I groggily exited the bus from Salvador to Maceió with stiff legs—another sleepless overnight bus journey. The rain was coming down steadily, the sky grey, the beaches pushing up against the blue waters of the ocean, undoubtedly empty. I wondered how long the rain could keep up for, it had been days now.
Describing my destination to others in our shared Carnival apartment several days prior, I was not surprised to see the pair from Holland on board my bus. They too had cravings for sun, surf, and sand, but I had a feeling their evenings would seek out a vibrant nightlife that would be inadequate for their standards. I, on the other hand, simply wanted a quiet to place to tan and catch up on over a week's worth of writing.
The girl from Holland is one of these princesses trying to be a backpacker types, and I let her comments about the slum we had just passed through go by without much debate. The city, I asked, clarifying. I'd seen the favelas of Rio, but this was the first time I've ever seen something so… so horrible, she continued. I did not reply further on the subject—I never expected her to grasp that a large piece of world's population live in "slums."
I did not see such things on the way in. I saw communities, homes, electricity, and happy children playing in the rain. My eyes have not traveled long, but they have traveled long enough to remove the haze of shock and judgment that wash over many. This is why I could never take a favela tour in Rio—absurd tourism.
I had done some Internet research on accommodations before arriving, only turning up a list of guesthouse and a vague reference to the only hostel in town with a population of over 800,000. I arrived at the Algamar Hostel and discovered the first of many disappointments this establishment would deliver—bunk beds in shared rooms were going for the outrageous price of BR$32/night! A pen had crossed out the nightly rate figure listed on a piece of paper at the counter several times over—$22, $24, $28, $30, $32…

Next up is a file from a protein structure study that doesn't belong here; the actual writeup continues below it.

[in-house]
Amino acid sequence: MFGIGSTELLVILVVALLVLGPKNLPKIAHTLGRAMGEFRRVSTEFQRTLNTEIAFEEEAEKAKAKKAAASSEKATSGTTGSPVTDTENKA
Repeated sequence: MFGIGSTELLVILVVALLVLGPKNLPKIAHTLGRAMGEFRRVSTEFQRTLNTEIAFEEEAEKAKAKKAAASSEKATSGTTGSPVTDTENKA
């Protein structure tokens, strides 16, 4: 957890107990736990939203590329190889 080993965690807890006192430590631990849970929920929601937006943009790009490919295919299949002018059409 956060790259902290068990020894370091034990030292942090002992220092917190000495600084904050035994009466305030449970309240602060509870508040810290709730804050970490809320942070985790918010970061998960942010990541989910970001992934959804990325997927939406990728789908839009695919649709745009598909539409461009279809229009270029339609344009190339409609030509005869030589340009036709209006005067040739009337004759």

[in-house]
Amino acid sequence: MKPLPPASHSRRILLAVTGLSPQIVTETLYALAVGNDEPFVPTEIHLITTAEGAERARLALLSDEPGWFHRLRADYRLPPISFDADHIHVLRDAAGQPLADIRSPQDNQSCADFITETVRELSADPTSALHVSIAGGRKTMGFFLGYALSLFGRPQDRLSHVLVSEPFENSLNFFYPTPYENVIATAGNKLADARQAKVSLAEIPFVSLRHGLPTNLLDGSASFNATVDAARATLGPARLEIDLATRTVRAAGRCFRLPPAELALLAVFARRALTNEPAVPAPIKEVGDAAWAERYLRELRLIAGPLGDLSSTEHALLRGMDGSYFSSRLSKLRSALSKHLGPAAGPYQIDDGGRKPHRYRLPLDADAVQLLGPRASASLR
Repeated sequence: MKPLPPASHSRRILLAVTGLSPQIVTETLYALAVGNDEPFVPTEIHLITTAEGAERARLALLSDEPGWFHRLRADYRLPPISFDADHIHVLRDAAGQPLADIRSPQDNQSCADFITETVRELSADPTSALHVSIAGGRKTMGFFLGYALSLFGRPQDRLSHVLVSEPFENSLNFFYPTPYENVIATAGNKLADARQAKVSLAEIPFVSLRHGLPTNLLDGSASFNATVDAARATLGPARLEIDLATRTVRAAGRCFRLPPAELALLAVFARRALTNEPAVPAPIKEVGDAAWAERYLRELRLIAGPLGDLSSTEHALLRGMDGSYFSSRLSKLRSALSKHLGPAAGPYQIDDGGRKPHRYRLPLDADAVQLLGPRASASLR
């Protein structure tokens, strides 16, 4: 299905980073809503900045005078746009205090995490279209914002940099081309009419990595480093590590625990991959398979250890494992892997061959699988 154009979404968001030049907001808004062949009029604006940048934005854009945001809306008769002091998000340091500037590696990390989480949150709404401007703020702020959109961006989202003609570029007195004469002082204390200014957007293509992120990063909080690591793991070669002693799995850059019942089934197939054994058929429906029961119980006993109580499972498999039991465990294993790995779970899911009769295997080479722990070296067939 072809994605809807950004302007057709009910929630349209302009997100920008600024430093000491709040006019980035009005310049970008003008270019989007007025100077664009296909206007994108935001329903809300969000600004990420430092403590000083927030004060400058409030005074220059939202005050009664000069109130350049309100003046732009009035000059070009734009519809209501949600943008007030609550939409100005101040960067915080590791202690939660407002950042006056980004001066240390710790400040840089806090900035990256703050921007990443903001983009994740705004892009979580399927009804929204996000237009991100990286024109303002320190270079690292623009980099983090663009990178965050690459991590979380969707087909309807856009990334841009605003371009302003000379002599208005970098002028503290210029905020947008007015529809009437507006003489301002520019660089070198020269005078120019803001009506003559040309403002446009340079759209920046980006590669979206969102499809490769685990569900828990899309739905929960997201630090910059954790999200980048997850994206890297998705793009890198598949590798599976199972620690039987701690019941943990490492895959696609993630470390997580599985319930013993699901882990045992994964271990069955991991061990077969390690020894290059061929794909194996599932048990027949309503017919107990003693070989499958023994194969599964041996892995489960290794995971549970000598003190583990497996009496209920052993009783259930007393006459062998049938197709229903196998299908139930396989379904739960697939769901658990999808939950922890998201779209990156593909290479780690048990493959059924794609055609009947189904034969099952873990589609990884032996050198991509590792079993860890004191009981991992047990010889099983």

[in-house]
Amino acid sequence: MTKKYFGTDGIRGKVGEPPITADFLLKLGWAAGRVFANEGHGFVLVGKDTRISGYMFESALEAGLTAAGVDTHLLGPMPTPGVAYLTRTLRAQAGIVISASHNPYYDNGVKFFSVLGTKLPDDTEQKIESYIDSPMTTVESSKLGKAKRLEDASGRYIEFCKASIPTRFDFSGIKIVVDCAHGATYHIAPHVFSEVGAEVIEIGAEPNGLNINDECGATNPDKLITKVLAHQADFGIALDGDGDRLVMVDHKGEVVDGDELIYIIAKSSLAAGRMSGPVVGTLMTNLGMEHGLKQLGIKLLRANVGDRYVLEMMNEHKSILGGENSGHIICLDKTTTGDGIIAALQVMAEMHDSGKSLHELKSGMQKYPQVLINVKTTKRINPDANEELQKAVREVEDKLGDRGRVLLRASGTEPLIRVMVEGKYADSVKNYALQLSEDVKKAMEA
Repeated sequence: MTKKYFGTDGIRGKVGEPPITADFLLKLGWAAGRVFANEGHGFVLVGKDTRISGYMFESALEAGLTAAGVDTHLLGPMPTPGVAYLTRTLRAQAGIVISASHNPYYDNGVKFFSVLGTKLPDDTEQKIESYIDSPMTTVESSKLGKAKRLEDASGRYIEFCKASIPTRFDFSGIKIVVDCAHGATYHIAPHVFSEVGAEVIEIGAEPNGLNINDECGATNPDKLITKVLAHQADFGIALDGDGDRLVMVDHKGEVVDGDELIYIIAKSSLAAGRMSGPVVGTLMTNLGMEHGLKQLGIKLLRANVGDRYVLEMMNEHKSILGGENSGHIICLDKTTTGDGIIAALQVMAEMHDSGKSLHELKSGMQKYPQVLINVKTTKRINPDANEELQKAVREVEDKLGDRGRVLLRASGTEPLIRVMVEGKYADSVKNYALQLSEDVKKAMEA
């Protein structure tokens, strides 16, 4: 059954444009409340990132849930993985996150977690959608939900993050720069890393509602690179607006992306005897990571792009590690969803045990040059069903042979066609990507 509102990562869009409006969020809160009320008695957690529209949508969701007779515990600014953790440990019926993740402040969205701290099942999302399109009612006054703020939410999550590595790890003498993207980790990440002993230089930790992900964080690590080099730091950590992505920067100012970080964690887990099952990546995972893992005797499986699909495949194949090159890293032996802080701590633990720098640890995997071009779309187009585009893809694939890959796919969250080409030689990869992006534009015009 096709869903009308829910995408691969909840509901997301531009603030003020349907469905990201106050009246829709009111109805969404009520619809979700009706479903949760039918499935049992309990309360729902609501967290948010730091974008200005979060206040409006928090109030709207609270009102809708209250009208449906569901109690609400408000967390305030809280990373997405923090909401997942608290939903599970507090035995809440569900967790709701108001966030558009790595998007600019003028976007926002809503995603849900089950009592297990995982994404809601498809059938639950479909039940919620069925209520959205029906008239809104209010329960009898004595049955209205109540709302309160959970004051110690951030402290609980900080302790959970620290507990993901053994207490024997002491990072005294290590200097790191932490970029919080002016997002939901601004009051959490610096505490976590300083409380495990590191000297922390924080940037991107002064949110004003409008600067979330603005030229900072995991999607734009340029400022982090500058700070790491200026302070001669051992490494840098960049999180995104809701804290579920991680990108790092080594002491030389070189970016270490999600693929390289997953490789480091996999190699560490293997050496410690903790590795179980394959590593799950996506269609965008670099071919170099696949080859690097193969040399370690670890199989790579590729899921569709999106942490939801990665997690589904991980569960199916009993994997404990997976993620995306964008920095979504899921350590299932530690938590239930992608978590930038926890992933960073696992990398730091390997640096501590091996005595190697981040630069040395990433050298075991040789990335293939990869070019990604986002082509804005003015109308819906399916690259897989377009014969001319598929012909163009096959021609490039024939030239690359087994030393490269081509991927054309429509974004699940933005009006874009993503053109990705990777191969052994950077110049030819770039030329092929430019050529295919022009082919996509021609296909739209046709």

It's pretty standard for me to drop my pack at a guidebook suggestion for the first day/night while I searched the area for better/cheaper options. Considering how it was pouring down rain and I didn't sleep the previous night, I was inclined to do just that.
In the rain I trudged around the city, knowing full well that I couldn't stay and relax in a town with a nightly price tag like that looming over my head. I walked over a half a dozen kilometers that day, and after making telephone calls, talking with locals, and popping into every pousada and hotel I could find, my efforts were rewarded with nothing cheaper than what I was currently staying in.
I found plenty of great pousadas that were exponentially better than the hostel, but I needed someone to help absorb half the price of the room to make it work—I considered pulling a solo traveler out of the hostel (if I could find one) to share a room with.
Morning broke, and with it came a brilliant day of sunshine. My dances to the Sun God were answered. Although my reward was also a punishment, as I saw how absolutely wonderful the waters of Maceió truly were, and knew my time here was fleeting.
Protected by an offshore coral reef, Maceió's turquoise and emerald ocean water is a pleasure to sit and stare at—not to mention swim in. The water is the warmest and most pleasant I've experienced in South America, the salt content so high it makes floating in the calm surf effortless. Although the quality of sand near the city isn't any special, the word on the street is that it only gets better and better the further away from the city you travel, on the beaches 9–17km to the north.
When the tide rolls out in the afternoon you can wade out into the sea in some places for several hundred meters, if not a kilometer or so. I found myself doing just this, making my way out to an offshore lighthouse. Wearing my sandals for this was a must as the sharp coral and spiky sea urchins would have sent me home in tears otherwise.
Forced into staying at my hostel for second night, I've made up my mind that it will be my absolute last. The water in the shower is colder than the sea, the rooms stuffy, a cockroach found in my bed covers, no lockers to secure my belongings, or even free Internet access to help rationalize the price of BR$32/night in a bunk bed—I'm done.
Maceió, I would have loved to have spent more time with you, but it just wasn't in the tea leaves.